Financial advisors are keenly aware of the concept of leverage. The use of debt, options, and margins can be a crucial component to generating wealth for their customers. Leverage can mean the magnification of returns that were otherwise unable to be achieved. Likewise, leverage can magnify and expand downside risk to a client and should be monitored closely.
There’s another form of leverage that is commonplace in the financial industry that a broker should monitor as well. With the advent of BrokerCheck, and the subsequent ruling forcing all web profiles to link directly to BrokerCheck, advisors need to understand that this site can also magnify their results – good or bad.
For those brokers with zero disclosures listed, this site can help to underscore their reputation both among customers and B/D’s alike. A “clean BrokerCheck” can maximize their rate of landing new clients and will afford them the full range of firms to transition to. Conversely, a BrokerCheck profile littered with customer complaints or terminations can throw up a red flag for both new clients and potential suitor B/D’s.
When these disclosures are valid and with merit, they can serve as an important function to assist self-regulation. However, some broker-dealers will abuse these two types of disclosures to actually generate leverage against a broker. B/D leverage will typically take one of two different forms.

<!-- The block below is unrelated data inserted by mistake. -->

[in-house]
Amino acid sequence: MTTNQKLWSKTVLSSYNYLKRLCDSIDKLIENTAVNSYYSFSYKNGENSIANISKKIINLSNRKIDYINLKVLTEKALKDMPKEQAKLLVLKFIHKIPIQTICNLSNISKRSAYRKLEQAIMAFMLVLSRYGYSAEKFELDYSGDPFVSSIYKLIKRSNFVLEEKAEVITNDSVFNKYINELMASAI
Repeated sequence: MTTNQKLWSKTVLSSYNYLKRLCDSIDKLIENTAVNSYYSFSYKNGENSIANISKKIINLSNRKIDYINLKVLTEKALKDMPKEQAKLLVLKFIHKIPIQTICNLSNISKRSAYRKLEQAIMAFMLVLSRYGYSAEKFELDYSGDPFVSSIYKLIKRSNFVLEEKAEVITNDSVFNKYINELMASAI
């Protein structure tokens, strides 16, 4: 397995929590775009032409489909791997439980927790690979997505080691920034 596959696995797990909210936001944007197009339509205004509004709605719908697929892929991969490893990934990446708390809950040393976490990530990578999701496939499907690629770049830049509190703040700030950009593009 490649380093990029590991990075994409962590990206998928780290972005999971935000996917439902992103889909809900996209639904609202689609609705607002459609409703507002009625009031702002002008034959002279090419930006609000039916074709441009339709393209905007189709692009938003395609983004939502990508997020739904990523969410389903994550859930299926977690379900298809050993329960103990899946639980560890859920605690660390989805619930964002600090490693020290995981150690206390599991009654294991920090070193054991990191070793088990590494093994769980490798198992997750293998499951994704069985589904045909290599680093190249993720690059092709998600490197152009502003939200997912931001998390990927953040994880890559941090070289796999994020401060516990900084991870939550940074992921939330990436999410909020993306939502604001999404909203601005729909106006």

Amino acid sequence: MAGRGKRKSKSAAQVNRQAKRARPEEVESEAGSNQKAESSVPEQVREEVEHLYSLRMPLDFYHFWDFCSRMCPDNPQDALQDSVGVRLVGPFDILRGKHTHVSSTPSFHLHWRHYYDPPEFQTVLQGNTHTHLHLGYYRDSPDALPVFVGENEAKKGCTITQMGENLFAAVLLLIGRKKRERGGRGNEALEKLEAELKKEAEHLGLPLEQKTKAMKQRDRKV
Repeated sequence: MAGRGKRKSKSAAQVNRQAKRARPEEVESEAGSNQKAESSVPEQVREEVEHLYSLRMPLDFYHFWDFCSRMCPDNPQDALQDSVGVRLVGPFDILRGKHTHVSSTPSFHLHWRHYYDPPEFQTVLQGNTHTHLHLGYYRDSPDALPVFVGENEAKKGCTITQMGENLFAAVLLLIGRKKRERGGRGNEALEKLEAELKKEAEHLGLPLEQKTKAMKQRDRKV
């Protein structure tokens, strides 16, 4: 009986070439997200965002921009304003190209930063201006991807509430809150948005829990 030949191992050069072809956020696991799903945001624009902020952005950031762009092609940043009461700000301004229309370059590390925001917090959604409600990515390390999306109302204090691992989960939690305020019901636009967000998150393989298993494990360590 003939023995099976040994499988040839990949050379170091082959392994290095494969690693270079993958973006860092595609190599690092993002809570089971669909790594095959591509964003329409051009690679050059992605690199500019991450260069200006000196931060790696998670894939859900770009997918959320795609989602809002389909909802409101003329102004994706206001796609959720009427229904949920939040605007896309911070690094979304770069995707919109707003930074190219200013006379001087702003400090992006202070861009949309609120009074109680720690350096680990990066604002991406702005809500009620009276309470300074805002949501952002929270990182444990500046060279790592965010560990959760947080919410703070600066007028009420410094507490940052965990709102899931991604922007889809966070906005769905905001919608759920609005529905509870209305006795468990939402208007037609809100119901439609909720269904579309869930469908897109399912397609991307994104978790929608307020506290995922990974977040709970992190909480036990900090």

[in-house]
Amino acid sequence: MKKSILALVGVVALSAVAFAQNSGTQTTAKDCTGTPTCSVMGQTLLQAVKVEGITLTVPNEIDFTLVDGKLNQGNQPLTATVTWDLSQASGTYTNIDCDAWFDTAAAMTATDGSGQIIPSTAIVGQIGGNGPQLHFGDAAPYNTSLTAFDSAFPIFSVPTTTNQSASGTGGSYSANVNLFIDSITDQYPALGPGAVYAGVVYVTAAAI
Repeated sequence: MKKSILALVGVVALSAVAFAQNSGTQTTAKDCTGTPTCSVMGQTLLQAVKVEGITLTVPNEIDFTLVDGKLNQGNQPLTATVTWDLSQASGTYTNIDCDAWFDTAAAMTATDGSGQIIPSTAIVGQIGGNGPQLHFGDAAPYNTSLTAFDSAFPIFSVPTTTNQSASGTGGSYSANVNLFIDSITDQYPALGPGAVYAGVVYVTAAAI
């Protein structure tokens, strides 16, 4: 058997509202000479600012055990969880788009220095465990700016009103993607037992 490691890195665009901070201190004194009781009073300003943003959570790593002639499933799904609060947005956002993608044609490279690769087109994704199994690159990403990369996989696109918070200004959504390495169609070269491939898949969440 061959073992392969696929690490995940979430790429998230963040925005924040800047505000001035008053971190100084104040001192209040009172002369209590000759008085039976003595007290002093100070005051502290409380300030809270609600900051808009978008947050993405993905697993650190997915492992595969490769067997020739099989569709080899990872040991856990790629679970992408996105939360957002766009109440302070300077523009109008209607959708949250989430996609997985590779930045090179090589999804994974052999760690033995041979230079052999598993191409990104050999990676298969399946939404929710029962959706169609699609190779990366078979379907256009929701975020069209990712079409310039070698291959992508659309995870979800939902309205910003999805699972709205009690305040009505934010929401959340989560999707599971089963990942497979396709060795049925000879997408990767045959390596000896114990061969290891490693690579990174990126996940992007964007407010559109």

Firstly, a firm may use current customer dispute disclosures to retain a broker beyond his or her intentions. Saddling them with meritless allegations, and unwilling to help expunge them, a broker-dealer can leverage these disclosures to keep a broker around as long as possible. It becomes easy for a firm to argue and demonstrate that, even if meritless, these disclosures brand the broker with a sort of Scarlet Letter in the industry. Unable to move firms, the B/D achieves the equivalent of “golden handcuffs” without having to provide the gold.
The second most common form of B/D leverage manifests when a broker, with or without current disclosures, decides to make the leap to a new firm. Now, instead of being utilized to keep the broker in-house, the broker-dealer will drum up customer disputes and U5 disclosures to try and disparage the broker to retain his or her clients. Within the matter of a couple months, a broker with a previously clean record, will have several customer dispute disclosures and a termination disclosure citing multiple infractions of company policy. This is the proverbial “twisting of the knife” on the way out.
It’s funny how a broker can go from a valued employee to a scapegoat overnight.
AdvisorLaw is the only firm that represents only the Advisor.
We know how to get these meritless claims of disputes and terminations expunged, likely with monetary damages against your previous firm. Call us to discuss how we can decrease the leverage that your current or previous firm has against you.
EA, Executive Vice President
3400 Industrial Lane, Unit 10A
Broomfield, CO 80020
This blog is our ongoing effort to inform and educate FINRA licensed professionals about the evolving regulatory ecosystem in which we operate.